More than just Distribution

Facing a steroidal Samsung, plucky HTC, and local favorites Xiaomi, Huawei, ZTE, and Lenovo, all running some form of the increasingly impressive Android operating system, the iPhone needs more than a larger addressable market: it needs to get sexy again.

That’s a tall order. Chinese mobile users swarm to and discard phone manufacturers periodically, never to return in the same masses again. This happened to Ericsson and Nokia in China. Within three years of getting dumped by Chinese users, Ericsson was groping for a partner to save its bacon in the devices business. Nokia lost its luster three years ago, and today its mobile phone business on its way to becoming part of Microsoft.

I’m not ready to suggest that Apple is entering a similar tailspin. But what it does over the next six months will determine whether it regains its seat at the head of China’s mobile phone table, or whether it gets shoved further and further down the ranks in a very robust market.

Yes, But Is It Music?

Chocolate Love
Chocolate Love (Photo credit: Wikipedia)

Hutong Forward
Bandwidth? What Bandwidth?
0812 hrs.

A quick, slightly irreverent digression.

Watching Channel V on a particularly jet-lagged Saturday night in Beijing, I was confronted with the MCountdown Summer Special, a live K-Pop extravaganza featuring girl-bands and a few of their male equivalents in a sort of contest, with one live performance after another. After nearly an hour of suggestive choreography, revealing costumes, plastic surgery, and male dancers used as, shall we say, props, all set to music that can most charitably be described as “unremarkable,” you are led to an inescapable conclusion: this is not music, it is soft-core porn.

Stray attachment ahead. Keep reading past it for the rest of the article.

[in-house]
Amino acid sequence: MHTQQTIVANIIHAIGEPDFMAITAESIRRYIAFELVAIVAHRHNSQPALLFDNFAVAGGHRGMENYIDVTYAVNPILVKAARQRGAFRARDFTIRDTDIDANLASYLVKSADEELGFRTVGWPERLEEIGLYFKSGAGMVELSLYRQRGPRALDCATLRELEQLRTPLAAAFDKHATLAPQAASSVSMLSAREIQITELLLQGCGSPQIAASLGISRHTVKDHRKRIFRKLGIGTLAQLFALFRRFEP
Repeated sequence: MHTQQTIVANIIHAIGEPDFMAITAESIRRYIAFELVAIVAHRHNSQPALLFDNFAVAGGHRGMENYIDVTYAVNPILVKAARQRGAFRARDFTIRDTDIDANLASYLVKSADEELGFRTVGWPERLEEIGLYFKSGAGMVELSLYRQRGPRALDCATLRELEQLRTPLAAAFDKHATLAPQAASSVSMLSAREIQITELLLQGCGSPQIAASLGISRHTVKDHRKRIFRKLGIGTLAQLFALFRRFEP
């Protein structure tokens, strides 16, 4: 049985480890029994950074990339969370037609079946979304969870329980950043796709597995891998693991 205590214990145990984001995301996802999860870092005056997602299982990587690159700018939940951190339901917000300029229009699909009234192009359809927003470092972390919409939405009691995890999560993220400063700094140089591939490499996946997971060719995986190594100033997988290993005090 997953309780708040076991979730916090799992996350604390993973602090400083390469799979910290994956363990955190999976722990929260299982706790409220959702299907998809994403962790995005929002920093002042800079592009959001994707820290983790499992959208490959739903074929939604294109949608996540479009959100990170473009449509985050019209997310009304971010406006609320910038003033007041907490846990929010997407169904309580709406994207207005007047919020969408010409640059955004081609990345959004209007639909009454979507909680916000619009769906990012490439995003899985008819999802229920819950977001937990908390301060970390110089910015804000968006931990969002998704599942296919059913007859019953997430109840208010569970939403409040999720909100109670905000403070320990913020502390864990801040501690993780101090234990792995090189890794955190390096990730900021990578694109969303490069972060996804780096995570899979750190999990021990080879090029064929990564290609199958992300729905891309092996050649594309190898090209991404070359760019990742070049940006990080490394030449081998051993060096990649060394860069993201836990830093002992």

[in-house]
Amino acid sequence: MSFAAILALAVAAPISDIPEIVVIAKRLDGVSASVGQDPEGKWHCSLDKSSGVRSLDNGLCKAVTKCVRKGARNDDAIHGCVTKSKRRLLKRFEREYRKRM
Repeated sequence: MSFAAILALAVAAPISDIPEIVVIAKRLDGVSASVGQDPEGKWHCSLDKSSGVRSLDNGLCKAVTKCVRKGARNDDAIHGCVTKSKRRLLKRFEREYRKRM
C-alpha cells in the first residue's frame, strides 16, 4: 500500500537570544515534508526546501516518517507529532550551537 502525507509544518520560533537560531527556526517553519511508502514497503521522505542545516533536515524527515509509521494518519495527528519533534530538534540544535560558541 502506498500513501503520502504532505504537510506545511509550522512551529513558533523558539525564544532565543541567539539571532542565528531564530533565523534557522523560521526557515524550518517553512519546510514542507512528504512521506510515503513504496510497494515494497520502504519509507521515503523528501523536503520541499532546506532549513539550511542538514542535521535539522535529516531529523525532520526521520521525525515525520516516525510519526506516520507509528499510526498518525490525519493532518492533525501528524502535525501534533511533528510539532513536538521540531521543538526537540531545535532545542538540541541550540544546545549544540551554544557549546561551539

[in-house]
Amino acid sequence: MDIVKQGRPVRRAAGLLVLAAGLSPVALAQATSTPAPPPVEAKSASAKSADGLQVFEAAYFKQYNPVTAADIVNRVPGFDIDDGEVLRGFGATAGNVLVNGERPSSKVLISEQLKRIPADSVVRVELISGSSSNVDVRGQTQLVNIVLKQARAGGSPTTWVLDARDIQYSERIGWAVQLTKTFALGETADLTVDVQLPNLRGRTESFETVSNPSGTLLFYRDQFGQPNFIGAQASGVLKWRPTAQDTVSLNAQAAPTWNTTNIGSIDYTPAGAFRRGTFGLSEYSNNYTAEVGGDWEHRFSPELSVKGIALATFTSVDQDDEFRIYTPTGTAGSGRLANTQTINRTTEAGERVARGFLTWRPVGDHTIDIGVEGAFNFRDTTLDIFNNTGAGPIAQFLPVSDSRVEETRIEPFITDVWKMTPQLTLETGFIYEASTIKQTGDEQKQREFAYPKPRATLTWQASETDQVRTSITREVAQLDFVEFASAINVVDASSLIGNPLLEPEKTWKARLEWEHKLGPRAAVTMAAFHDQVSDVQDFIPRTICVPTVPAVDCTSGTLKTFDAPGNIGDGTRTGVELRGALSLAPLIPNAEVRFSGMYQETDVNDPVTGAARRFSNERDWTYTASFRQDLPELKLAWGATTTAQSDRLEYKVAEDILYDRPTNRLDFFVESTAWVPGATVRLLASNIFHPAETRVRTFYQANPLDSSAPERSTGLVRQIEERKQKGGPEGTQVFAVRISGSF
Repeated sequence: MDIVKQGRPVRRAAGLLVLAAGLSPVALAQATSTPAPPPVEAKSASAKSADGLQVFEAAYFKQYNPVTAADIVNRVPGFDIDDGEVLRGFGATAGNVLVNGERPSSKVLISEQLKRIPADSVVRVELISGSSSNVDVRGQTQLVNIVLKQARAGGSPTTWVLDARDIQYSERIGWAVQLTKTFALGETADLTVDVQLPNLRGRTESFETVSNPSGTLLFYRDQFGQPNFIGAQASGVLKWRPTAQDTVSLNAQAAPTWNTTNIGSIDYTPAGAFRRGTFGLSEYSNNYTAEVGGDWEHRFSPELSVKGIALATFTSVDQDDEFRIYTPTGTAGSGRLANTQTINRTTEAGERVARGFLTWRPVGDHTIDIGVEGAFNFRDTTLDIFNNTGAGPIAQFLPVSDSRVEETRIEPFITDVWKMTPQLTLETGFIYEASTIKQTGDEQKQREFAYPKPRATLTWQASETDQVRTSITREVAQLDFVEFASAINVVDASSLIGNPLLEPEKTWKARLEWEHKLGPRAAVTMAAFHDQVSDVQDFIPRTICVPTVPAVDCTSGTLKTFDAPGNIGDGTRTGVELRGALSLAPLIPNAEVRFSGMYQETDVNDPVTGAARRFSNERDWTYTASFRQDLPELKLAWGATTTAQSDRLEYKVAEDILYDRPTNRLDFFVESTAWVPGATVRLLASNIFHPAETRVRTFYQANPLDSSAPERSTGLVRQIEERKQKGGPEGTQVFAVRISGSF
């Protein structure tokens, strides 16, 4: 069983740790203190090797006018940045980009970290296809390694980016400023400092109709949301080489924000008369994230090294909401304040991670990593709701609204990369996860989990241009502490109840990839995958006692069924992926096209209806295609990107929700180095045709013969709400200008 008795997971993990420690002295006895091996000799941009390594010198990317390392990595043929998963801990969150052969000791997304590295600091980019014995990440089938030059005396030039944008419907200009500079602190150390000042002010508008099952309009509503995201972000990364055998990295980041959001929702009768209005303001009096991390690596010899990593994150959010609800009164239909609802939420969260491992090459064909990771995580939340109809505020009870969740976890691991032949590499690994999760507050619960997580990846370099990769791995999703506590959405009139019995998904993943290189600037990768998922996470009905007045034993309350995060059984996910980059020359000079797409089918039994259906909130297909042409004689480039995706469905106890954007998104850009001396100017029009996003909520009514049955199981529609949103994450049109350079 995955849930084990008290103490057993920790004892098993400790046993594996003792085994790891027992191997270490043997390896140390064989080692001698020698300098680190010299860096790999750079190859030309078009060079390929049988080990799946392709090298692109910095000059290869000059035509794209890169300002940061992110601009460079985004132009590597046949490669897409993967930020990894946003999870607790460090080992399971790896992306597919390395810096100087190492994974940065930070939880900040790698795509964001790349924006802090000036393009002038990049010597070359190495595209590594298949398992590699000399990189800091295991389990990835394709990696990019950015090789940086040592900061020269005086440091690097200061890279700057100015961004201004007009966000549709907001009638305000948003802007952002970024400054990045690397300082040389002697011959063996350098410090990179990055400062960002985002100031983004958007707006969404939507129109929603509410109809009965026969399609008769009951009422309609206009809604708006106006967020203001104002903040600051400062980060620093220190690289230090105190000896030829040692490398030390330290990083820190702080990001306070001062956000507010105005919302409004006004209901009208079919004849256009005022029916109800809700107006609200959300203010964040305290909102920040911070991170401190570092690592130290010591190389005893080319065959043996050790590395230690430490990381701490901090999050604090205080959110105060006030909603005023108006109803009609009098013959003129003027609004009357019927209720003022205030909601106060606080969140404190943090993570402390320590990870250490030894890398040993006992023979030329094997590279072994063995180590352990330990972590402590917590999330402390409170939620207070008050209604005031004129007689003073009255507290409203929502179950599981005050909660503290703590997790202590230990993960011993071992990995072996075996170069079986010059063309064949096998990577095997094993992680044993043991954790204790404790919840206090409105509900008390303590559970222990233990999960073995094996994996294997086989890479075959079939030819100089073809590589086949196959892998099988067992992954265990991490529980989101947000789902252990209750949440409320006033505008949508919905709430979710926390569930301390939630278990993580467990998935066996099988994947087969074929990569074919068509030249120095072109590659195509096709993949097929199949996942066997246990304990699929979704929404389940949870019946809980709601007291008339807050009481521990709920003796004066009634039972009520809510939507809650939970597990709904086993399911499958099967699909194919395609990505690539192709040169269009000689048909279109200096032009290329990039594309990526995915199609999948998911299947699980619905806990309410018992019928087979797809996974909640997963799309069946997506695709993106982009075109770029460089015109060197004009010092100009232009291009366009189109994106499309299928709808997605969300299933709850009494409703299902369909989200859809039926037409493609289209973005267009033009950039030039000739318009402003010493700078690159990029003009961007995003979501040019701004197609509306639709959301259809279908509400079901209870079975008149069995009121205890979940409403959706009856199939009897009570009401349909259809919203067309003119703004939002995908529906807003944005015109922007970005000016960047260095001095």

For a sample, Don’t believe me? Go to your favorite online video site and look for videos by a band called “Girl’s Generation,” Korea’s own Pussycat Dolls. Try this one. Watch. Uh-huh. The appeal is decidedly more glandular than aesthetic. I don’t mean to pick on this particular group, they’re just one example of the genre.

As Richard Burger and others have proven, Asia has a schizophrenic relationship with sex. Prostitution is openly tolerated in Confucian Asia, and functional polygamy – in the form of mistresses and their male equivalents – is censured only in the extreme, usually when corruption is involved or the male shirks his marital obligations. At the same time, the region is home to some of the most repressive laws regarding pornography. Leaving Muslim Asia aside (where the public discussion of sex is limited to political spitball contests, the courtroom, and scholarly discussions on what the Koran permits), it is brutally difficult to buy, view, or download porn. Touch, the authorities seem to tell us, but don’t look.

Music videos are the exception. Across Asia they are the one place you can go to watch young, healthy, attractive females gyrate suggestively, anytime you want.

And that’s the point to all of this. If your target market is hormonally-active Asian males, regardless of age or nation, this is clearly your outlet. Forget print and movie celebs: this is where you want to spend your advertising and endorsement dollars.